Wednesday, January 28

Not cool to be Italian?

When I was a kid, it wasn't cool to be Italian. In fact, I have emotional scars from the experience (read on for those details). But as an adult, thankfully it's different. Nowadays being Italian has some cachet. 

Have you ever asked someone "Are you Italian?"
The response is almost always one of the following:
-100%. All italian 
-a quarter

It's never just "yes." It's never "a little."  People will tell you, proudly, how much Italian is in their blood. If it's less than a quarter, they might even round it up to a quarter.  I know people who won't even acknowledge the other half of their heritage. 
-"I'm Italian."
-"But your name is O'Brien."
-"Whatever. I'm Italian."

If they are Italian, they'll tell you the regions their families are from. All of them. 
-"I'm half Abruzzese, a quarter Napolitano and a quarter Calabrese."
-"My Mom's side is from Puglia and Basilicata, my dad's side is right off the boat from Calabria. A little town right at the tip of the boot. They used to wave to the Sicilians they were so close to Sicily." 
"Actually, I'm Sicilian. (This is another topic but trust me, don't attempt to engage a Sicilian in a discussion about 
why they say Sicilian not Italian.)
Myself? I'm Siciliana, Calabrese, Abruzzese and Basilicata. :)

If they aren't 100% FBI (that's Full Blooded Italian, a term you know if you are one), they will scramble to tell you their lineage. It's fantastic!
-"I'm a quarter. My mom's dad was born in Rome, but I was raised with all the traditions."
-"My dad's grandfather's mom came here from Piedmont. We always relate most to that side of the family."
"My mom is Irish and my dad is German but my step-dad is half Italian so you know, I'm kinda Italian."
"Not actually Italian but I married one."

I love that one especially. How do you not love someone who embraces their spouse's heritage? And let's face it, especially if an Italian mother is involved, that's a lot of heritage to embrace! The food, the um, strong opinions, the protectiveness, the hand gestures and noise level at dinner- if you haven't been around Italians all your life and you go to a big family dinner, buckle up!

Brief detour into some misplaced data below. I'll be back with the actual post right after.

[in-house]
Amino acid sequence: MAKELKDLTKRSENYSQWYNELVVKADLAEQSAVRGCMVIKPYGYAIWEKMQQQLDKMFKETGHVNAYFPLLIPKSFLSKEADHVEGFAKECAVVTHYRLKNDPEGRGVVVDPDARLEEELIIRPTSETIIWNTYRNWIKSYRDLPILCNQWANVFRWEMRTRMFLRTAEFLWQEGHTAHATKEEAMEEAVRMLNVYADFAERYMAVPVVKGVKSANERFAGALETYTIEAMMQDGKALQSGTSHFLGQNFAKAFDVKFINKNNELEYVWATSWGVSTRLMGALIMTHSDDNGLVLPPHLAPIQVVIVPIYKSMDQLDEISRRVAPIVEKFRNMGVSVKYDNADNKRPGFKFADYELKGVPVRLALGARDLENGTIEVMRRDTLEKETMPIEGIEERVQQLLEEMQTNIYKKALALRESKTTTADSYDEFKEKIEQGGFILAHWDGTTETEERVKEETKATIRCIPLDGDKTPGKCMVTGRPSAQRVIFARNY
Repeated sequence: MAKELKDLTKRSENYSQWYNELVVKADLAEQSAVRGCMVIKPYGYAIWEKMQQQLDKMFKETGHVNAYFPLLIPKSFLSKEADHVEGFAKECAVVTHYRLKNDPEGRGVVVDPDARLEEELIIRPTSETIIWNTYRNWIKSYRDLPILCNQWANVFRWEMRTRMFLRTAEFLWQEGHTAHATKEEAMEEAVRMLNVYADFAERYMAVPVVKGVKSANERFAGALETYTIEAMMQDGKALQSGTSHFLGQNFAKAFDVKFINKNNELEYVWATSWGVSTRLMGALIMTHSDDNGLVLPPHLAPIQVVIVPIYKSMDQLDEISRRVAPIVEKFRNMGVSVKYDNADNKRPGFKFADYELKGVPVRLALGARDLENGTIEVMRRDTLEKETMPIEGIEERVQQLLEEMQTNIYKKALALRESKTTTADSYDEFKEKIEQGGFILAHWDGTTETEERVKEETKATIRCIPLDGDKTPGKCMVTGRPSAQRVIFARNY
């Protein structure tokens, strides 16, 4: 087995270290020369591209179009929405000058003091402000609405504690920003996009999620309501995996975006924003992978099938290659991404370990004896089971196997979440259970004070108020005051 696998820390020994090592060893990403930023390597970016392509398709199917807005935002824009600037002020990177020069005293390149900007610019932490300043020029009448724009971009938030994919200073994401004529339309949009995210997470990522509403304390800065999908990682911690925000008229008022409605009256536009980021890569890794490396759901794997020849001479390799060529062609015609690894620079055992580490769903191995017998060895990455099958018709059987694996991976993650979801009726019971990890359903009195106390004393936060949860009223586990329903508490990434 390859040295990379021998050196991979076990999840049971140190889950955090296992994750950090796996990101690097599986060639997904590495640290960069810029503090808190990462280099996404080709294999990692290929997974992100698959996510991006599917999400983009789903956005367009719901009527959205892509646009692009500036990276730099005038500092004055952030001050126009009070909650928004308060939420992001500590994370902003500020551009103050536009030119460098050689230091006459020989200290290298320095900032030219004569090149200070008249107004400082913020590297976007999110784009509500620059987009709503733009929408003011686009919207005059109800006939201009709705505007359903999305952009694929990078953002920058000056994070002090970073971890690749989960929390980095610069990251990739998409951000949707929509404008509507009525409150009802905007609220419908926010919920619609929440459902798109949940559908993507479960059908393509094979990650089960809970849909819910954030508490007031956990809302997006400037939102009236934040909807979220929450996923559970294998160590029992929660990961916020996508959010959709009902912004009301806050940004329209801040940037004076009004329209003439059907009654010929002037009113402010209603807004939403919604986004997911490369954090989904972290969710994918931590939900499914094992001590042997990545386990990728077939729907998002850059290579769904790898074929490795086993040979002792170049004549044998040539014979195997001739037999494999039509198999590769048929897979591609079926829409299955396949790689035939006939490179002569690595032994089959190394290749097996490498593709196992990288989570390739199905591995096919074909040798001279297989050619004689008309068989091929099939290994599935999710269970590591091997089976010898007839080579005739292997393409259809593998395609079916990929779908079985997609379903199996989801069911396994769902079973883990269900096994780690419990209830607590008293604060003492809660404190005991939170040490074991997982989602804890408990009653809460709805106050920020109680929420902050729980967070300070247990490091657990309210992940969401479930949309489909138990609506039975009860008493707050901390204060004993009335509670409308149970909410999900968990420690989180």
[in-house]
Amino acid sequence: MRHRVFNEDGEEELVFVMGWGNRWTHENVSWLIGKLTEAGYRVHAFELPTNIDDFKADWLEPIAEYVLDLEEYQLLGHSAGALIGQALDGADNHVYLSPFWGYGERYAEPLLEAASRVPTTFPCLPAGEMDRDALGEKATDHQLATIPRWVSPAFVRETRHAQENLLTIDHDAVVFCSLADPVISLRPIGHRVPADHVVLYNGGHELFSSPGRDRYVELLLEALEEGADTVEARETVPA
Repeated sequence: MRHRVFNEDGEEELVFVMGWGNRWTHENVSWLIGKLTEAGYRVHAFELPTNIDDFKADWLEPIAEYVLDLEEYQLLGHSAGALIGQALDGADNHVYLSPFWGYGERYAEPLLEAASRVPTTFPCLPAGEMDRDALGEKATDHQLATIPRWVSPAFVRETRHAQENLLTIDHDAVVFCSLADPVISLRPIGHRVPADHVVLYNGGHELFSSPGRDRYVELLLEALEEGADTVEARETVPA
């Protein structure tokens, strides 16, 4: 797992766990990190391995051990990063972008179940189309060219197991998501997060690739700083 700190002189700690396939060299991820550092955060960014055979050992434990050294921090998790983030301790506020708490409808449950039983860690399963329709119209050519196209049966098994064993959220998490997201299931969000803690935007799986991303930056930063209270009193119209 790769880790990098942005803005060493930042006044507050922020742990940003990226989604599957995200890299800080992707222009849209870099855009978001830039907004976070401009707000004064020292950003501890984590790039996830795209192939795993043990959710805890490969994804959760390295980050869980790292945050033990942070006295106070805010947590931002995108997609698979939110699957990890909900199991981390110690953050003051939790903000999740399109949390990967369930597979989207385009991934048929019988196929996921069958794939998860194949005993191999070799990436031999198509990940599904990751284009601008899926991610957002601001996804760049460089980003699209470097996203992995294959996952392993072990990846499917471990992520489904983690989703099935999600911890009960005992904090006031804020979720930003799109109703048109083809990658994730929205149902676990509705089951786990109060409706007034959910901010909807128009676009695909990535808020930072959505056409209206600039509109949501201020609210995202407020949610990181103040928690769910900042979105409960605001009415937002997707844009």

It's like everyone wants to acknowledge their Italianness- (And who can blame them? Being Italian is awesome.) It's like being Italian is a very elite club with special benefits and everyone feels compelled to prove their bloodline. Sometimes it's almost like people with only a little bit of Italianness want FBIs or others to recognize them as paisans. "Accept me! Accept me into the club!" Can't fault anyone for that. I mean, it IS like a club (a very, very COOL, delicious club!) but all people proud to have Italian blood are members. In fact, if you just love Italians, we'll give you a membership card. We're like that. 

Comedian Sebastian Maniscalco (an FBI) made a joke that Italians will say they're "a hundred percent Italian. Head to toe." And anyone who is part Italian says "Yeah, I'm half Italian and half embarrassed." Nothing to be embarrassed about, everyone should be proud of their roots, but I have yet to meet anyone prouder of their heritage than an Italian-American. This pride is important to me because as a kid who moved from an all Italian neighborhood in South Philly to what my family called "Medagon town" nearby in Delaware County, PA, my Italianness was not embraced. I endured taunts of "dago," "wop," and "greaseball," through 9th grade. My name, my skin color, my nose and worst of all, my smelly Thursday leftover meatball sandwiches (thanks, Ma!) brought me undue attention. (I'd name the kid who was most relentless in doing this but I don't want to give him the satisfaction.) 

So, yeah! You wanna be Italian? Come on in!  

Share your thoughts. 


Haute Kippy said...

I love your Blog! I'm also an Italian-American Philly Girl! 1/2 Italian (Abruzzese and Sicillian and.. Irish-English, meh.) Born in Upper Darby and lived on Elfreth's Alley in historic #109 as a small child! I wear my mothers Italian Horn and Mano Cortuna daily. Just wanted to say I loved reading that entry as well. Now I know where my most beloved charm necklace comes from! Thanks for sharing parts of our culture and heritage! I love it!

Sigi Me said...

I just saw this comment- so sorry! I used to teach at Upper Darby HS and I wear my late father's horn every day. Thanks for your kind words!


Science IT and Leisure said...


Claudia said...

Thank you!